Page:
While Vicky and I talk, the repairmen are in my apartment examining all the parts of my washing machine, where distinctions matter. What began on Saturday must be met again on Monday. As always, mission ongoing.

Only later do I remember the parking Nazis.

Working with Myself Rather Than Against

There is no returning to a blog. There is only the next post. I like that about blogging. I’ve always taken it seriously knowing every post requires a degree of vulnerability.

I’ve explored whether to continue this blog, after beginning AimForEven.com (AFE). It seemed there was a connection between this blog and AFE–at least in my mind–so, I let AFE grow into itself and discovered where and how the two blogs intersect.

As for this blog, it was a weekly blog until I had three major surgeries in less than two years, in addition to being chronically ill. I’m still chronically ill but having two “new hips” has dropped my pain level significantly. In response, my energy level has risen, although it remains limited.

Once again, weekly posts seem possible. They may turn out to be bimonthly posts but I’m aiming for weekly, initially. I am calling them the #LongerView, another look at an issue or concept published in an AFE post.

Originally, I hoped to post daily on AFE, and I worked hard at it but soon, I found I was working against myself. The purpose of aim for even is to do just that. It is not a daily grind but working with the energy I have to meet my responsibilities and obligations. It is far more practical to post on weekdays only.

Since July, 2016, I have published 175 posts on AFE. There is a pattern emerging; I believe there is a book in it. I won’t know unless I try, and I’d like your help, if you’re willing. You don’t have to do anything other than what you’ve always done.

Just let me know if there is something you like or would like explored more. I read every comment very carefully. Many times, comments have resulted in blog posts.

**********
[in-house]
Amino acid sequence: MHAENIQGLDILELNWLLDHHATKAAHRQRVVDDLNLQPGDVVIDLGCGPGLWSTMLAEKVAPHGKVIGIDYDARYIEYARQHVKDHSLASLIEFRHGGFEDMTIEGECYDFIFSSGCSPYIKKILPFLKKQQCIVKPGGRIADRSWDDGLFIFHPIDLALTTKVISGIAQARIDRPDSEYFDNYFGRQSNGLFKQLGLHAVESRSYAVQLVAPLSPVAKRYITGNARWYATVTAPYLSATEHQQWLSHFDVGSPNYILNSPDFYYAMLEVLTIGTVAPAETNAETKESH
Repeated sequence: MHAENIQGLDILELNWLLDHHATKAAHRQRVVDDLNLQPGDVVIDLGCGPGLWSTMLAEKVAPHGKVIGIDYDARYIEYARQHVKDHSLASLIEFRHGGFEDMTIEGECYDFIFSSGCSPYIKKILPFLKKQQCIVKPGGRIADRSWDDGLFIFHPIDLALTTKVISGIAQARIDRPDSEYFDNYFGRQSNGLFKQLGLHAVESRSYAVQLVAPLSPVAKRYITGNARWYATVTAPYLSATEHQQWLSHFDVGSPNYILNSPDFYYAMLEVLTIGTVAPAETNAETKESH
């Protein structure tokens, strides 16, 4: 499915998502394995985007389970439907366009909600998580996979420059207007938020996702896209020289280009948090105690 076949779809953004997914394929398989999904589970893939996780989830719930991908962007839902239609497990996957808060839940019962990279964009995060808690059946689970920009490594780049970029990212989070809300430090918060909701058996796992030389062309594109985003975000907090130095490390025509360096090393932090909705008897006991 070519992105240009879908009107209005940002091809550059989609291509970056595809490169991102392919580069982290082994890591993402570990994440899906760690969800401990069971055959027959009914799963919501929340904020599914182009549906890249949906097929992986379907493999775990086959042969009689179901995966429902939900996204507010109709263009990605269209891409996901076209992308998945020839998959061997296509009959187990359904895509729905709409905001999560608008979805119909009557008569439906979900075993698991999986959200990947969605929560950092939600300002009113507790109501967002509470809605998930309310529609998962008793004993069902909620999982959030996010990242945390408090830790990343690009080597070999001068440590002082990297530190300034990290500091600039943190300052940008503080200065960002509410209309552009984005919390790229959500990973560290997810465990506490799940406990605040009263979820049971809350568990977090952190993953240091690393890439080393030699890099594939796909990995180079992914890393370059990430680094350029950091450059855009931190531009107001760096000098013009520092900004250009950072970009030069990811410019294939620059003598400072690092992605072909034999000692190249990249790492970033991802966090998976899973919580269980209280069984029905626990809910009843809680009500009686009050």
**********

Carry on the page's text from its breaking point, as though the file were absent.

The idea of AFE may sound mediocre in a world driven by divisiveness and competitiveness but AFE is far from settling for average or a bit above. There is no settling involved, just the opposite. AFE is living with integrity by learning to live with the reality I have, not the reality I want. It’s eminently practical.

It brought me through these last two years of surgery, illness, and loss. Zen, of course, plays a huge role. Every time I frame my day for the experience that it offers, I accomplish more than I thought possible. Every. Single. Time. That’s what AFE—the book–will explore.

This blog has a steady readership, and I am grateful. For years, you have overwhelmed me with your loyalty and your compassion. Some of you have asked me about writing a book. I tried more than once but I was trying to return to a life I knew both as a writer and as a human being.

But there was no returning, no getting my life back.

Now, I work with the reality I have, often surprised by what I am offered. It requires an evenness of mind–equanimity–curiosity helps me stay open.  A sense of humor allows me compassion. It reminds me joy is available in every moment, if I will just “be” in that moment.

As Toni Morrison said, “I always start out with an idea that becomes a question that I don’t have the answer to.”  Exactly. I aim for even.

 

Life as a Perennial Question

As a word, surrender still swallows hard.

Instead, I “crumble”; my “stony” self breaks into pieces–I “try something different” (Rumi). That I will more readily crumble than surrender may be a matter of semantics or more probably, Rumi.

Be crumbled.
So wildflowers will come up where you are.
You have been stony for too many years.
Try something different.
Surrender.
—Rumi

That wildflowers are possible is worth the risk of bursting forth as a bloom, going to seed, and sprouting again. My life is perennial until the year that it is not.

Until then, the crumbling into a wildflower is worth the experience, its seed an idea that will grow into some form of question.

I find myself fascinated with questions, considering them eternal. Answers are more ephemeral. Once accepted, they begin to crumble, not always noticeably, yet break-up they do. They are the feed for the seed—the idea–that will grow into another question.

They have so many facets and yet a familiarity about them, a leitmotif. Familiarity means I must be patient and allow the question to grow into itself. Far too many times, I anticipate—so sure I know what is being asked.

But I do not. It is mine to listen for there are so many variations on any theme. There is nothing new under the sun until life bursts through yet again, and then everything is new in that life.

What will it be like?

There is that question again–a unique seed–an idea expressed like no other. Its flower will blossom as have similar blooms before crumbling, surrendering.

Perhaps that is the promise of impermanence, life playing out against the constancy of Buddha nature, God, the Universe, the web without a weaver, the Tao….

I am the perennial until the year I do not sprout. I have gone on to something completely different